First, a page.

Using DNS over TLS (DoT) and DNS over HTTPS (DoH) sounds similar but they are not interchangeable there are many differences between the two of them.
So we spoke to an expert on the two porting methods, Malcolm Murphy, Technical Director, EMEA at Infoblox to give us the breakdown of how they both work individually, their differences, the case uses for business, their wider integration on the internet and much more to dispel any confusion between the two.
Read below to gain a more granular insight on how both of them work.
Why do developers use DNS over TLS? Is it more Secure?
DNS over TLS (DoT) and DNS over HTTPS (DoH) both solve the ‘last mile’ security problem: DNS queries between the client and server are normally sent in plain text which opens up the possibility of eavesdropping.
For some, this may be considered a privacy issue and many public DNS services now support DoH and DoT enabling an individual who is concerned about this to switch DNS provider and protect their last mile. The trade-off is that they are now routing their DNS traffic through a third party. Each individual needs to determine if they think that is safer or riskier.
What’s the difference between the two different protocols?
Both protocols are live – Firefox now ships with DoH enabled in North America, and both Firefox and Chrome allow users to configure DoH. Plenty of public DNS providers and ISPs run DoT/DoH servers, and most DNS server software now supports DoT and DoH.
Although DoH and DoT achieve the same ‘last mile’ protection, they do it differently and this difference is important. DoT simply encrypts the DNS communication, whilst DoH tunnels DNS traffic in an HTTPS stream. This means that DoH could be used to hide malicious DNS traffic (e.g. malware and ransomware) from enterprise security controls. For example, recent versions of PsiXBot malware used DoH to encrypt malicious communications allowing it to hide in normal HTTPS traffic and install malware that can be used to compromise data or target victims through botnets.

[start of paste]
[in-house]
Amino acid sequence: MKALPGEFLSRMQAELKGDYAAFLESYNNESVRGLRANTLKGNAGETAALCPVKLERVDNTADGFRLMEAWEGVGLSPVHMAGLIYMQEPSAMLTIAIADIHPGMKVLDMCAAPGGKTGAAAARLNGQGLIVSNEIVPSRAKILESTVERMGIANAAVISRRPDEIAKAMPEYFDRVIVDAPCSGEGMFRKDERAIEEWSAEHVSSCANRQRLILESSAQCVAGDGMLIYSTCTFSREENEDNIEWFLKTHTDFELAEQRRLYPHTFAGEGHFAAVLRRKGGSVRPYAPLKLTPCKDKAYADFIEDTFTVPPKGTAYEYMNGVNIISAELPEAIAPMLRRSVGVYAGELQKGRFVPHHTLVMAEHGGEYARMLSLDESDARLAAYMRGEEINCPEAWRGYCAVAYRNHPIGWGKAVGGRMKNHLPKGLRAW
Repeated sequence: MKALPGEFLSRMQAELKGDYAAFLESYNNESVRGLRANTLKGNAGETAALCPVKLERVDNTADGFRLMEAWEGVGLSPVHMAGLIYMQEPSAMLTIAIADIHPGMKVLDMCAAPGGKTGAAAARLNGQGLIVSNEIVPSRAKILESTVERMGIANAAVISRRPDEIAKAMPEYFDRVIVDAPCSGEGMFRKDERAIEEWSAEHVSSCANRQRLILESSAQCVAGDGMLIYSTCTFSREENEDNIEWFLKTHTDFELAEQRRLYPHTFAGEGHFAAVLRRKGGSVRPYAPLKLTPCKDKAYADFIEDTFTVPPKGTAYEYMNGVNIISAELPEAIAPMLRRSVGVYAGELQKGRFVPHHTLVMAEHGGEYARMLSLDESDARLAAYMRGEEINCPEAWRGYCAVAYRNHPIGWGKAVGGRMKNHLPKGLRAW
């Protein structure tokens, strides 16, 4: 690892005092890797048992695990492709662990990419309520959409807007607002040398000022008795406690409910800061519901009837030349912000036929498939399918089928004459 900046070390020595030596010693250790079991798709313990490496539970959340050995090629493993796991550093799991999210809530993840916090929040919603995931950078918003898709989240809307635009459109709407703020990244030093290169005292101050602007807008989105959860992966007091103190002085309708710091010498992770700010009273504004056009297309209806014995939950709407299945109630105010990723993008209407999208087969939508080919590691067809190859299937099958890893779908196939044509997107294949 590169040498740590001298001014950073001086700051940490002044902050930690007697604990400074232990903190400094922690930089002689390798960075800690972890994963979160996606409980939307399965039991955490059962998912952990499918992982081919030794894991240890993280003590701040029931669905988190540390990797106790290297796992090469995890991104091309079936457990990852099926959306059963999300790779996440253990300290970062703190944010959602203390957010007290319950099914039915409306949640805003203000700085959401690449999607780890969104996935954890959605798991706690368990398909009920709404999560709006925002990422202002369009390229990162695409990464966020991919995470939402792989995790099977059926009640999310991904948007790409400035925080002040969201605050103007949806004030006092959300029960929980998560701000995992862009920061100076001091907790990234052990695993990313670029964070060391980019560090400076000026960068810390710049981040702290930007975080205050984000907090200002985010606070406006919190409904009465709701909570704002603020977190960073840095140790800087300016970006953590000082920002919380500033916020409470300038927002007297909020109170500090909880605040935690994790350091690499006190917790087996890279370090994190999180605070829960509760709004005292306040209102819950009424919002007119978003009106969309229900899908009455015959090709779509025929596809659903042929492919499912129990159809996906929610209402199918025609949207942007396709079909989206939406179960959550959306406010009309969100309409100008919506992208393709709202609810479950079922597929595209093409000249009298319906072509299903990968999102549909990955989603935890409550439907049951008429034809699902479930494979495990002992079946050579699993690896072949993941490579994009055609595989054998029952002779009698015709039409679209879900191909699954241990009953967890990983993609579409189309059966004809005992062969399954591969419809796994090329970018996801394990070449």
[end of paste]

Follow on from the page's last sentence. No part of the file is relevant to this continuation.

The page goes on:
Why are people confused about using DOH?
The use of DoH potentially introduces confusion in a DevOps world. If DNS traffic can be ‘silently’ redirected to a different server, this opens up the possibility that you’ll get a different answer in different cases, which could lead to some unexpected behavior from applications and would be a nightmare to debug.
What risks do companies have by not implementing it?
To my mind, the risks to the enterprise are clear. Companies should block DoH traffic between internal IP addresses and external DNS servers, resulting in employees being forced to use their company’s IT-managed DNS infrastructure and therefore making sure security policies are enforced. These should include blocking well known DoH servers
Does Infoblox offer any solutions to this?
BloxOne Threat Defense, a hybrid foundational security solution from Infoblox that uses DNS as the first line of defense, blocks resolution to DoH domains and facilitates a smooth fallback to existing internal DNS. This helps prevent DoH misuse and mitigates risk.
We are also adding support for DoT and DoH to an upcoming Network Identity Operating System (NIOS) release. This capability will allow customers to encrypt last-mile DNS communications between their endpoints and DNS servers regardless of which protocol the endpoint supports.
Do you have any further words to add about why DoH should be more implemented?
While solving the ‘last mile’ problem is crucial, we know it is important for IT managers to maintain visibility and control over their DNS traffic. The industry still has work to do to address these challenges and we will continue to develop new solutions to help IT managers and network administrators stay one step ahead of the latest security threats.”